South Africa’s Opposition to Urban Tolling Alliance (OUTA) has said comments made by Inge Mulder, chief financial officer (CFO) at the South African National Roads Agency Limited (SANRAL), regarding its cash flow position undermine parliamentary accountability.
However, Mulder said the agency was not experiencing cash-flow problems and the situation was a “misunderstanding”.
OUTA chairperson Wayne Duvenage criticised Mulder’s comments.
“Her attempt to rationalise minister Peters factual answers to a parliamentary question concerning actual revenues collected from e-toll payment defaulters undermines parliamentary accountability,” he said.
Duvenage said while Peters appears to be aware she is accountable to her oath of office, Mulder’s attempt to explain possible “misunderstandings” where there are none fails to inspire confidence, especially with regards to SANRAL investors.
OUTA said it has been warning SANRAL against employing its “hook, crook and spook” methods to intimidate road users since e-tolling was implemented in December last year, saying they would backfire.
“They most certainly have [backfired],” said Duvenage. “E-tag penetration has been dismal, with the vast majority of Gauteng freeway users opting to take their chances as ‘alternate users’, and hold SANRAL accountable to normal business practice.”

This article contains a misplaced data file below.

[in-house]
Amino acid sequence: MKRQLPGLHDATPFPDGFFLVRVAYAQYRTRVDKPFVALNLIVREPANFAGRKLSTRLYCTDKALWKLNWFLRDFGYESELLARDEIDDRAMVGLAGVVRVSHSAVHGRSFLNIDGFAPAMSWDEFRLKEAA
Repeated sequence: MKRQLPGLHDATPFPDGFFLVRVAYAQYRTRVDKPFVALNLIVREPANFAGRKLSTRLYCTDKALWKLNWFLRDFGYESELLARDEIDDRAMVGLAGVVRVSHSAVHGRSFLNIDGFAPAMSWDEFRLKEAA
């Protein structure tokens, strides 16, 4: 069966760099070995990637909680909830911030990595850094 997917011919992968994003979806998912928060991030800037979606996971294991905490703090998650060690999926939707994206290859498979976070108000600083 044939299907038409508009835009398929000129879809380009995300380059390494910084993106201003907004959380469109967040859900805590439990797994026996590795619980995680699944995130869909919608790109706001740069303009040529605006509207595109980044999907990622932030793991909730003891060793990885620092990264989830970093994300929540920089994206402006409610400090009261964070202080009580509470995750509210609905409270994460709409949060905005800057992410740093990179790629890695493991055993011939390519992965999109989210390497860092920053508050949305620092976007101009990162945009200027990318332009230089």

OUTA said Peter’s announcement has served to “dispel the smoke and reverse the mirrors” surrounding e-toll revenues.
“We remind [Nazir] Alli [SANRAL chief executive officer] that on 28 February 2014, he claimed that e-toll revenues had “surpass[ed] the target of ZAR200 million per month”. It was patently obvious he was using a highly creative form of financial accounting,” said Duvenage.
He said both All and SANRAL spokesperson Vusi Mona had been “much quieter” than they previously had been since the cash-flow announcement.
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